Monthly Archives: September 2015

Step One

This morning I was reminded how important step one is.

I started running again. It’s been a few years since this was my daily obsession, but I have been determined to re-start. I was doing pretty well all summer, until my time and energy got consumed by a recent move. Today wasn’t my first run in the new neighborhood. I’ve been out there a few mornings in the past couple weeks. But it was the first one this week – the first one in several days due to an overflowing September schedule. It also was my first Monday morning run from the new house – which is significant because Sundays tend to tire out this preacher.

I’ve finally figured out what the new running route will be. It took a few attempts because this new neighborhood is (an understatement) hilly. No matter which way I go, there either will be an immediate incline or a slow and steady rise. I’ve settled on the immediate incline that I walk up as my warm-up. Of course most running mornings, I’ve already been up the hill and back once on a walk with my little dog, as was the case this morning. When I went back out without him, I got to the top of the immediate incline and found myself not quite ready to start. Agh. It was mind over matter. I had to force my right foot to take the first stride, then left, then right, then left, literally willing myself on for quite some time. I could feel the weariness everywhere. And I noticed for the first time on this route that the immediate incline turns into a slow and steady ascent all the way to the end of the street. Agh. Agh!

Step one. For lots of reasons this morning, it was particularly difficult. As was step two and three that followed – a reminder that sometimes it just is.

I reflected upon a poem recently that was called Start Close In (by David Whyte). The wisdom it imparted was to just begin. There is no need to fret first over step two and three and fifty-six if we never take step one.

How often is life like that?

What step one do I need to take . . . not on a running route but in my work? In my relationships? In chasing my dreams?

What ones do you?

Only begin. Even if it takes mind over matter, even if you don’t know where the road will lead, even if you worry that way won’t unfold beneath your feet. (BTW: it will!)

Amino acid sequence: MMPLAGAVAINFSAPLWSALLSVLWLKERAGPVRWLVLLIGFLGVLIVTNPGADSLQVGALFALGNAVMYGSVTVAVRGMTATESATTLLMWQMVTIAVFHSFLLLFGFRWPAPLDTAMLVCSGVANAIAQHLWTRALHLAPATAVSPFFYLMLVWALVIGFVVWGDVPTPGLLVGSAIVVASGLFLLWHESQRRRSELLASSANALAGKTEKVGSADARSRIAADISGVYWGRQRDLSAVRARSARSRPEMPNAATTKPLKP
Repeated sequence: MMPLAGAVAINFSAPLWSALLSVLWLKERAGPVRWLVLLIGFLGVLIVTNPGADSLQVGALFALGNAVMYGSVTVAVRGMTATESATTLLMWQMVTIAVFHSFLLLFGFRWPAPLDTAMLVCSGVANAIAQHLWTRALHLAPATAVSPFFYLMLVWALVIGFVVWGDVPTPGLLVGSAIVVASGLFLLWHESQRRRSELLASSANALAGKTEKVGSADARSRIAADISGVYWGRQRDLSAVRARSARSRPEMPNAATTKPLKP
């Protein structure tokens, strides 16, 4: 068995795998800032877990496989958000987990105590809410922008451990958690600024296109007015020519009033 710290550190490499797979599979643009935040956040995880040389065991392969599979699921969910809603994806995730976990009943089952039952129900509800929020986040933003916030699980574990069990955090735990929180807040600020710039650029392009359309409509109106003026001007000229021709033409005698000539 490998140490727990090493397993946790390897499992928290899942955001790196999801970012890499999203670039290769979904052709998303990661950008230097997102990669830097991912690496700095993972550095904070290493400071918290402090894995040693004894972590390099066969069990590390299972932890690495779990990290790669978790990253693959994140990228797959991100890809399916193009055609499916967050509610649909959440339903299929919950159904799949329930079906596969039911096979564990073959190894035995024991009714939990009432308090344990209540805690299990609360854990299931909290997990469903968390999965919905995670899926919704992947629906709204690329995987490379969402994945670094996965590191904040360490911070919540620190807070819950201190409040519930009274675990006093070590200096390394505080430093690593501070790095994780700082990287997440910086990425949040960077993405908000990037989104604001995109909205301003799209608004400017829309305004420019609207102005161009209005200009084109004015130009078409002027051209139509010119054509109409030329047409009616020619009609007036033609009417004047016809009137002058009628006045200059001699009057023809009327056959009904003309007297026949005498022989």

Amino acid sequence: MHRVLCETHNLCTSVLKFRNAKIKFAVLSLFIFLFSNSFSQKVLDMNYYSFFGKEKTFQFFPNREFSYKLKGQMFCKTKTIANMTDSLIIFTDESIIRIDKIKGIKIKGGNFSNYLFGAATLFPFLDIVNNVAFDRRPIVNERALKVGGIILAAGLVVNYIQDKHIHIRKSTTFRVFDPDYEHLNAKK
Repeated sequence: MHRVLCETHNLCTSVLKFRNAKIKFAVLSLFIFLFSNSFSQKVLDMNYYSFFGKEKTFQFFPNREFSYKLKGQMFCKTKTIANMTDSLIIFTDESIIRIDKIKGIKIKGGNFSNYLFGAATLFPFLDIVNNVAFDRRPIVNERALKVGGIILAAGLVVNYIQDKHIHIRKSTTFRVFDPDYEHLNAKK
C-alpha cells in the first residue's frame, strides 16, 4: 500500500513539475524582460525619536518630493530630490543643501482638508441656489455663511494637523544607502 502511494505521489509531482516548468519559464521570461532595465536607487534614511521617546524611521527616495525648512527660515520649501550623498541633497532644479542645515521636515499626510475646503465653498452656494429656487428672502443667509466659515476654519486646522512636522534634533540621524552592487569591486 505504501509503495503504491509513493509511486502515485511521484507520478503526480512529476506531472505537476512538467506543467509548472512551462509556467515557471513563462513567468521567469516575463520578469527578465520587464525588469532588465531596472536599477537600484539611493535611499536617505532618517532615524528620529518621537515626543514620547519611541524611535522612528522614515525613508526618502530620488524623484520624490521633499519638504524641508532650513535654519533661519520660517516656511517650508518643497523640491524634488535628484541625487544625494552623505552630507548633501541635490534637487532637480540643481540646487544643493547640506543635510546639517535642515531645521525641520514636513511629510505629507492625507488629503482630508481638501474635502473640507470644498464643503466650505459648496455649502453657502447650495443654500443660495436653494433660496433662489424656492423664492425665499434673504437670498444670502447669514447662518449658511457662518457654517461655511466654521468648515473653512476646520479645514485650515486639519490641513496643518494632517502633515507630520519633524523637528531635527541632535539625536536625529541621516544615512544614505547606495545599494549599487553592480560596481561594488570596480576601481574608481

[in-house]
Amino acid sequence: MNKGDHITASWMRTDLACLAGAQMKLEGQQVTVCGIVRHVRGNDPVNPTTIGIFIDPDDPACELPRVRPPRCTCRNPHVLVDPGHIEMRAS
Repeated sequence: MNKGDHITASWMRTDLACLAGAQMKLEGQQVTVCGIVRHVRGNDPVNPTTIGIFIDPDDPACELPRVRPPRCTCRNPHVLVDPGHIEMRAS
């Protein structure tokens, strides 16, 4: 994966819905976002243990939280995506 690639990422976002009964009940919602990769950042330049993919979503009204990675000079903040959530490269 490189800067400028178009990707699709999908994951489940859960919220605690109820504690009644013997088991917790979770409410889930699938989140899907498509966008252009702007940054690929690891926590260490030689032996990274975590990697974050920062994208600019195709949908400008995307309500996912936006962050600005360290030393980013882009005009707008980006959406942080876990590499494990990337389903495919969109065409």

Take your first step. The adventure of your lifetime will not begin without it!

Step one. Only begin.

@ Copyright JMN – 2015 (All rights reserved.)

Your Great Cloud

A Sermon for 13 September 2015 – Worship inspired by the Scottish Highland Games

Hebrews 11:1-3, 8-12, 23-31, 12:1-3

A reading of various verses from Hebrews chapter 11 and 12. Listen for God’s word to us.

“Now faith is the assurance of things hoped for, the conviction of things not seen. Indeed, by faith our ancestors received approval. By faith we understand that the worlds were prepared by the word of God, so that what is seen was made from things that are not visible. . . . By faith Abraham obeyed when he was called to set out for a place that he was to receive as an inheritance; and he set out, not knowing where he was going. By faith he stayed for a time in the land he had been promised, as in a foreign land, living in tents, as did Isaac and Jacob, who were heirs with him of the same promise. For he looked forward to the city that has foundations, whose architect and builder is God. By faith he received power of procreation, even though he was too old—and Sarah herself was barren—because he considered him faithful who had promised. Therefore from one person, and this one as good as dead, descendants were born, ‘as many as the stars of heaven and as the innumerable grains of sand by the seashore.’ . . . By faith Moses was hidden by his parents for three months after his birth, because they saw that the child was beautiful; and they were not afraid of the king’s edict. By faith Moses, when he was grown up, refused to be called a son of Pharaoh’s daughter, choosing rather to share ill-treatment with the people of God than to enjoy the fleeting pleasures of sin. He considered abuse suffered for the Christ to be greater wealth than the treasures of Egypt, for he was looking ahead to the reward. By faith he left Egypt, unafraid of the king’s anger; for he persevered as though he saw him who is invisible. By faith he kept the Passover and the sprinkling of blood, so that the destroyer of the firstborn would not touch the firstborn of Israel. By faith the people passed through the Red Sea as if it were dry land, but when the Egyptians attempted to do so they were drowned. By faith the walls of Jericho fell after they had been encircled for seven days. By faith Rahab the prostitute did not perish with those who were disobedient, because she had received the spies in peace. . . . Therefore, since we are surrounded by so great a cloud of witnesses, let us also lay aside every weight and the sin that clings so closely, and let us run with perseverance the race that is set before us, looking to Jesus the pioneer and perfecter of our faith, who for the sake of the joy that was set before him endured the cross, disregarding its shame, and has taken his seat at the right hand of the throne of God. Consider him who endured such hostility against himself from sinners, so that you may not grow weary or lose heart.”